Lisa, our oldest working border collie, had a stroke last Thursday morning. It unfolded as I watched, beginning shortly after I came downstairs for the day, and it slowly took away many of the functions we tend to take for granted. The first thing I noticed were the tremors in her eyes, which brought on nausea and motion sickness as her compromised brain tried to steady her world. Not long after, Lisa lost her ability to hold her head level and then to walk. This dog, who has been so much a part of my life for the past thirteen years, slowly but surely retreated into herself, unable to do even the most basic things. She urinated where she lay unless I moved her outside periodically so she could relieve herself in a more appropriate place. I was truly worried that she would not have enough cognition left for any quality of life.
Yet my vet assured me at the outset that if I could keep her alive through the weekend, she would most likely bounce back. It was this thought that kept me going, hoping that Lisa would find her way back to us. Thankfully, by Saturday afternoon the eye tremors had ceased — the milestone my vet said to watch for as the first sign that things were turning around.
Since then, Lisa has made steady progress back to us. Before we knew it, she let me know that she needed to go out, and she stood in place to urinate outside. By later on Sunday, Lisa was walking fairly well on level ground, still a bit wobbly but getting from place to place on her own. Due to her arthritis, Lisa had long ago given up going downstairs; afraid of falling, she allowed me to carry her on the stairs. But by Sunday evening, she was going up a short set of stairs. That was certainly more than I had expected. On Monday morning, she followed me from place to place as I went about my chores and even got excited about playing frisbee with the other dogs. And the improvements have kept coming!
In fact, Lisa now appears to have awareness of herself and her surroundings. She has been drinking well throughout the week, but eating has been a problem. She refused to eat early on, seemingly afraid that she might choke — but that no longer seemed to be the issue. A visit to the vet Monday afternoon brought a diagnosis of pancreatitis, which might be the cause of her aversion to food. She is now on three additional medications to reduce the pain and nausea of this illness, but she has yet to eat a bite on her own. Her last free-choice meal was a week ago today. We brought home some low-fat dog food from the vet’s on Monday, which should help reduce the inflammation of her pancreas — but Lisa won’t eat it. She simply turns her head away when I set the bowl in front of her.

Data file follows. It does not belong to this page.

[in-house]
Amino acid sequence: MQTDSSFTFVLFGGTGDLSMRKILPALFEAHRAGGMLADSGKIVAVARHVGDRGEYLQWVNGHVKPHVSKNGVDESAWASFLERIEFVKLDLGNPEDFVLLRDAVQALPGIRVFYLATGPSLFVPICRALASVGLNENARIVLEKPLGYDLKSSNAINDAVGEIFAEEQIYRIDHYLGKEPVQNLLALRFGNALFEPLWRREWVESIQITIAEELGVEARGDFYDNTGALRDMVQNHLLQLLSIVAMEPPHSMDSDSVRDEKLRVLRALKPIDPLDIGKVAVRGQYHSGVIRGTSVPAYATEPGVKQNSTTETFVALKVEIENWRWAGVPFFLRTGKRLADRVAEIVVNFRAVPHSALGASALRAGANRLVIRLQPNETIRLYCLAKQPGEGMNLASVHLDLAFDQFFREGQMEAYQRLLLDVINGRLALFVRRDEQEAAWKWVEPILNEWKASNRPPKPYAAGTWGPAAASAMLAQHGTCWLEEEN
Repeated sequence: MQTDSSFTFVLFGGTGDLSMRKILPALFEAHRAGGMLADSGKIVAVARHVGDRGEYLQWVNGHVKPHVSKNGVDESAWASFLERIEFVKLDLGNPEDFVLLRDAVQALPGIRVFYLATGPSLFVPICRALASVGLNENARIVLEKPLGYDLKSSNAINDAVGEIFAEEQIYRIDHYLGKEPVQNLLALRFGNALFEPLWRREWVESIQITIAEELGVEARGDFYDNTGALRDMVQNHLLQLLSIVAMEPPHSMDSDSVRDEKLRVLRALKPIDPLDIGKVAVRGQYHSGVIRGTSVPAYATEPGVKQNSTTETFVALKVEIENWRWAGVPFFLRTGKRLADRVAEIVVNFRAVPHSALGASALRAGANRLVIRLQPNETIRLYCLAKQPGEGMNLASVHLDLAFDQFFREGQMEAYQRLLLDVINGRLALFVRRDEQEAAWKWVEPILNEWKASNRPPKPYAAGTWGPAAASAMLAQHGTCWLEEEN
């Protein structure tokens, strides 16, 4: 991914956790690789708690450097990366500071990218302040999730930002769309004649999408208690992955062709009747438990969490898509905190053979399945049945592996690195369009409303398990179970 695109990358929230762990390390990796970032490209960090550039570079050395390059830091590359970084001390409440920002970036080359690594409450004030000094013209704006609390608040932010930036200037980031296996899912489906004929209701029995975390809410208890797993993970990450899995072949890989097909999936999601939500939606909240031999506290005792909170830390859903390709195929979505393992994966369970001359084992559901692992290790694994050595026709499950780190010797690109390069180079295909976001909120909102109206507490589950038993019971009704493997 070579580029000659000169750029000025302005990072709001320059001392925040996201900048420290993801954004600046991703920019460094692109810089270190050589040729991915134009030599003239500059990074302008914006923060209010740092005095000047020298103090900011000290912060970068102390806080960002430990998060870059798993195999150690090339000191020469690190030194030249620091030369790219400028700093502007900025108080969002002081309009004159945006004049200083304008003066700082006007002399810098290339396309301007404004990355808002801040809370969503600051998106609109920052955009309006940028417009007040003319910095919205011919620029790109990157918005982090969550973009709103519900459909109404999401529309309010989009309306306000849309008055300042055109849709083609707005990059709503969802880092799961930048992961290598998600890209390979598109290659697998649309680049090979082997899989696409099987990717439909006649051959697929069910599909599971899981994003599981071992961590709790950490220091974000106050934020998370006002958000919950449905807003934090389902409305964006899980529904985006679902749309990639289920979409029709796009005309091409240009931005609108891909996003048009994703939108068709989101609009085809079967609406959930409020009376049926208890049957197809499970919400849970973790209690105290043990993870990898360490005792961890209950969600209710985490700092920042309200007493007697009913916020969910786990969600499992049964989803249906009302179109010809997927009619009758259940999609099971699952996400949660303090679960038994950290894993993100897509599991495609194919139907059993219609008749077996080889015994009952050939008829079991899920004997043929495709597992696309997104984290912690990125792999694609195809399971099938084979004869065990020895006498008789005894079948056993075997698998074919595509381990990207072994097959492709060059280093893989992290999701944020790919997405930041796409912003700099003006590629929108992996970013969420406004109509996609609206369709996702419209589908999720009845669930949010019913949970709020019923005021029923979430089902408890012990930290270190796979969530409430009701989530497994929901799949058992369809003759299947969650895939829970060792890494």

Lisa has several times in the past refused to eat for long periods, but this time I cannot allow it. There is too much riding on this one. Her health is at stake, and she will be in the care of others this weekend. If I can get her to eat each meal through Friday, skipping a few meals over the weekend won’t be as big a problem.
Despite my misgivings at pushing the issue, I’ve begun to hand-feed her — perhaps force-feeding would be more accurate. I pry open her mouth and smear the well-ground canned food onto the roof or sides of her mouth. She closes her mouth quickly once I release her and then sits there, drooling, trying not to swallow. Eventually, the drool in her mouth mixes with the food paste I’ve spread inside, liquefying it, and forcing her to swallow it as it slides around her mouth. As soon as I see her swallow, I pry her mouth open again, and repeat the process. I’m hoping that at some point she will begin to eat on her own, but until then, we are playing this game where she tries to either spit out her food or hold it in her mouth while I’m doing all I can to make her swallow.
As an odd aside, post-stroke Lisa has become a kinder, gentler version of her former self. She used to be a killer. All small creatures — cats, ground squirrels, birds — were in danger if she was free in the yard. She decided many years ago that our youngest dog, Chance, was among her targets, and over the nine years he’s been with us, he’s had multiple sets of stitches due to Lisa’s aggression. Yet since the stroke, Lisa is a new dog. She leaves the cats to wander the yard; she comes in alongside Chance without so much as a grunt. She watches the chickens with a calm and contented look on her face. Is this really my Lisa? I’ll admit that I like this new and improved version of my old friend; it allows me to leave her free in the house to wander where she likes and to interact with all of us as she desires.
I don’t know how this will all end up for Lisa or for us, but we’re taking it one day at a time. Lisa enjoys watching TV with us in the evenings and spends time outside watching the chickens or hobbling along after the frisbee as I do chores. It’s obvious that she has joy in her life, and in the end, isn’t that what is most important?